Despair In The Middle Ages

965 Words4 Pages
The Middle Ages in Europe were characterized to be more of hope than despair. The scenes throughout the Middle Ages were horrific as Jewish people were attacked, the Black Plague was developed, Serfs had to endure much pain in order to gain freedom, the Hanseatic League was provoked by robbers, and the scene of the establishment of the Magna Carta was a risk since a king could become a dictator. Described scenes above about the Middle Ages surely leaves one to think the era was characterized by disparity, but not really! The scenes above created an outcome which gave hope for the majority of the people in Europe, the hit(s) from such horrific scenes proved to show a sign of hope as the end of the Middle Ages began the introduction of a Renaissance…show more content…
After nearly a century though, the population increased to the highest it had ever been and the amount of great hope for the future after the Plague surely presents to be hopeful. Despair, the Black Plague can surely be described as a time of despair, but in general the Middle Ages proved to be more hopeful than to be characterized as a time of disparity. Surely many bodies and contamination filled the streets of many cities in Europe, but the time went by and Europe was revitalized as the continent was prospered off a growing population afterwards. The following years of the Hanseatic League would also prove to be a deciding factor in leaving the Plague in the past and moving on into the better light of a hopeful renaissance period. “If by chance robbers or other evil men rise against our citizens or theirs... and if they assail our citizens or theirs, whatever costs or expenses are incurred for extirpating those robbers we ought to share with them, and they with us." (Doc 6). The last document proves to be a concluding factor in the position of considering the Middle Ages to be a time of hope through some times of disparity. The Hanseatic League proved to be a huge trade network through the European continent, expanding the imports and exports between the countries of Europe; crop surpluses in the European countries meant serfs were getting enough food and money to create more successful social and economic positions. The period after the Middle Ages was followed as the Renaissance, a period of success because of the hopeful holding of the European continent and the individuals who bestowed the characteristic to shape Europe into the golden era after the Middle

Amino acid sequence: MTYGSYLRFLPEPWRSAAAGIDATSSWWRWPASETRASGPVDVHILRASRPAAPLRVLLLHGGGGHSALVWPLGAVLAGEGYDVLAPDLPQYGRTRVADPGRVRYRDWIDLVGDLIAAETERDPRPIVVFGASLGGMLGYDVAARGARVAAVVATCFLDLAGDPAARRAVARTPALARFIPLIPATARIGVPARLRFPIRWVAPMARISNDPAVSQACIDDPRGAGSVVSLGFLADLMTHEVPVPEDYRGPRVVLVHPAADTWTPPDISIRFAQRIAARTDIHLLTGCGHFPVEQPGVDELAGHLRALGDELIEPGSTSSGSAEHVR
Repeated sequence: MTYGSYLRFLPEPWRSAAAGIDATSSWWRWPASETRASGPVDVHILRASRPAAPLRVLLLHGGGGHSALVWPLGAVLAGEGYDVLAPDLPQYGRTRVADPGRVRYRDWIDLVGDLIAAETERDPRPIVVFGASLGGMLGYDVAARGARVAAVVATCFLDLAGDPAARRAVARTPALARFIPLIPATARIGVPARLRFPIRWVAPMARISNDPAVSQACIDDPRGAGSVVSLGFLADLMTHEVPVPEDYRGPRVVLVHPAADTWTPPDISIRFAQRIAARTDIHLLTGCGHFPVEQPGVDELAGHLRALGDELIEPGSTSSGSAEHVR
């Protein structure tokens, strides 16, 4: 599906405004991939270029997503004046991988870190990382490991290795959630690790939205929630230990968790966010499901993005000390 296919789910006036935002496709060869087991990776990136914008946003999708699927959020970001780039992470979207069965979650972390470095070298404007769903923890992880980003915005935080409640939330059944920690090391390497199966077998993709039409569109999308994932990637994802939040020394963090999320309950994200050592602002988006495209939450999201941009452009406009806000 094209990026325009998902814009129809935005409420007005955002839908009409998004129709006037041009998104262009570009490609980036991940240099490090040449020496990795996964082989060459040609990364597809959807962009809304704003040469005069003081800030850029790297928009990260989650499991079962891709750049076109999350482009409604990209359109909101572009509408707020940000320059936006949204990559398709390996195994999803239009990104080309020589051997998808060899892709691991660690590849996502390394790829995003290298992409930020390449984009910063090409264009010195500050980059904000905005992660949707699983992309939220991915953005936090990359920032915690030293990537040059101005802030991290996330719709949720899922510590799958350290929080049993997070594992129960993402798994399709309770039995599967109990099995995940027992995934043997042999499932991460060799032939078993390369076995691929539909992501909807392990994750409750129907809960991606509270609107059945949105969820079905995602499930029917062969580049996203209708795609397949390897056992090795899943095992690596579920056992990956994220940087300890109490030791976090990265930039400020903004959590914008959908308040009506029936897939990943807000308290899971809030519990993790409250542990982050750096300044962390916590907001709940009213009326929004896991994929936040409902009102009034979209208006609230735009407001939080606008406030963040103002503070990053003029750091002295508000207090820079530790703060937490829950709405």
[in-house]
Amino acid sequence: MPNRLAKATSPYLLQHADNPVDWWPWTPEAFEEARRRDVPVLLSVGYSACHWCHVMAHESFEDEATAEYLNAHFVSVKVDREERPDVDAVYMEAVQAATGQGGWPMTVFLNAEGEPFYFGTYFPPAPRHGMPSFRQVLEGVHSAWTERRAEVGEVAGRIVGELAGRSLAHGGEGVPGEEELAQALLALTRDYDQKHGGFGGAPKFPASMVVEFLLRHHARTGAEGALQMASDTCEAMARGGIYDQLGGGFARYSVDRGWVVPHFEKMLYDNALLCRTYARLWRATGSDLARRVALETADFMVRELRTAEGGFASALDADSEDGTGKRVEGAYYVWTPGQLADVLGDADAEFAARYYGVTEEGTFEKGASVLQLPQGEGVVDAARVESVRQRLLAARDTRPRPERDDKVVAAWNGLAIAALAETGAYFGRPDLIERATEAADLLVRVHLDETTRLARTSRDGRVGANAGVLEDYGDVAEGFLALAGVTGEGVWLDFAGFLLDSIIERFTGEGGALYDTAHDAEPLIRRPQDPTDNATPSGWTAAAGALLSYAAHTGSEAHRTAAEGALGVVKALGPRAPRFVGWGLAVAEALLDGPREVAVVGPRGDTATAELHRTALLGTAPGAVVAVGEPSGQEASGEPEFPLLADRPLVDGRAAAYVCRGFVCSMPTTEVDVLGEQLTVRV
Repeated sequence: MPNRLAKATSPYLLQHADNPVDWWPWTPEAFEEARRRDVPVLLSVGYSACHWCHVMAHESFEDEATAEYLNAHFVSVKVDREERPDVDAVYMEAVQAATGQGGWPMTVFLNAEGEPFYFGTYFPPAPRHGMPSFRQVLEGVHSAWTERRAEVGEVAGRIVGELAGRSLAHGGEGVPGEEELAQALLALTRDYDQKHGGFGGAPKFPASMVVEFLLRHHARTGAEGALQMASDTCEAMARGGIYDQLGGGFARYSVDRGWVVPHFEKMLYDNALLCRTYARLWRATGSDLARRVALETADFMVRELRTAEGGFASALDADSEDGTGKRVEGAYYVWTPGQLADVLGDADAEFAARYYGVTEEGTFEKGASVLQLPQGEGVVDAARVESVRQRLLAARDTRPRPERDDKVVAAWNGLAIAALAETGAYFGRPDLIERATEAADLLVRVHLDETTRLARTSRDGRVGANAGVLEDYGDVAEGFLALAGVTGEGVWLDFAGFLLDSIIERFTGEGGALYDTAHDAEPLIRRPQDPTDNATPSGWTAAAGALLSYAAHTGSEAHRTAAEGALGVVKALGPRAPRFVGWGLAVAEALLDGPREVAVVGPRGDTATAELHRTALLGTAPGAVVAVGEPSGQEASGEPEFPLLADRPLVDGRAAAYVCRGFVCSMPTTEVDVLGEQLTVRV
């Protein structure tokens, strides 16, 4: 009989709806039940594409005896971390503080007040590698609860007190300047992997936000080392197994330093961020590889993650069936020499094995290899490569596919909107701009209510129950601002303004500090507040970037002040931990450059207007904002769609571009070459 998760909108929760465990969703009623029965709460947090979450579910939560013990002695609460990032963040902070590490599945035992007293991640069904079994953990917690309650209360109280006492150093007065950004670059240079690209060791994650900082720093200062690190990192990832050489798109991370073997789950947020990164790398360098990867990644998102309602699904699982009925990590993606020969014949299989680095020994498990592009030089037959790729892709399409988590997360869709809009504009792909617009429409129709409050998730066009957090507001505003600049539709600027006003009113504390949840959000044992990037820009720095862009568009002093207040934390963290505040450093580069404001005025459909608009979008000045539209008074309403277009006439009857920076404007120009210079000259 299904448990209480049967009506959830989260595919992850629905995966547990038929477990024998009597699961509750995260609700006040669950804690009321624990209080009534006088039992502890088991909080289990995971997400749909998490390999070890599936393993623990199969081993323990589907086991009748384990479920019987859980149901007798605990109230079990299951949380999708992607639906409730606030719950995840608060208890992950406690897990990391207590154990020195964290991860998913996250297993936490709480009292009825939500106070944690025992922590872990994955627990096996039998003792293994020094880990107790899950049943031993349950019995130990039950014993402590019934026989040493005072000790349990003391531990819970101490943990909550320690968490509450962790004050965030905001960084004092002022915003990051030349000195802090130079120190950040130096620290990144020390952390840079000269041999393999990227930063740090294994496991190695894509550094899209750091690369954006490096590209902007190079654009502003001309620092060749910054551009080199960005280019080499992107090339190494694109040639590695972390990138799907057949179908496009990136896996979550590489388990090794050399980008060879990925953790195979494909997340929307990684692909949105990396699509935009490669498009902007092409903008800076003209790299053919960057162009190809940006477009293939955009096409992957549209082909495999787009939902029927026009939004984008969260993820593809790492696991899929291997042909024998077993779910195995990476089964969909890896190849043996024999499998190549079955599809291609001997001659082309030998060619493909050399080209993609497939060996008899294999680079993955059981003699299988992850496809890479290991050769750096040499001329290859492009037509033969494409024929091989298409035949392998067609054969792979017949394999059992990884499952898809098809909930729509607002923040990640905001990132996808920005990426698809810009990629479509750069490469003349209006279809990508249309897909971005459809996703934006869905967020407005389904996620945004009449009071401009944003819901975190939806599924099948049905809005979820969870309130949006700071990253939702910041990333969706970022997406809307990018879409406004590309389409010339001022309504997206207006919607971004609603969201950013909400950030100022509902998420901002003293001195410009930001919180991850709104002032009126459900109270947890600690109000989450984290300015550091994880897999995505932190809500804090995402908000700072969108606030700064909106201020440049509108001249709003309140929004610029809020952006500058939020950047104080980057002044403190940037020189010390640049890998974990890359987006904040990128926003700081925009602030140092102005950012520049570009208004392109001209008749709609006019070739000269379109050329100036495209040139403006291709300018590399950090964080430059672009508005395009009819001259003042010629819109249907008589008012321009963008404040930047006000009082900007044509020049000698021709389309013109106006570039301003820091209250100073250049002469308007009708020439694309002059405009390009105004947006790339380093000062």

More about Despair In The Middle Ages

Open Document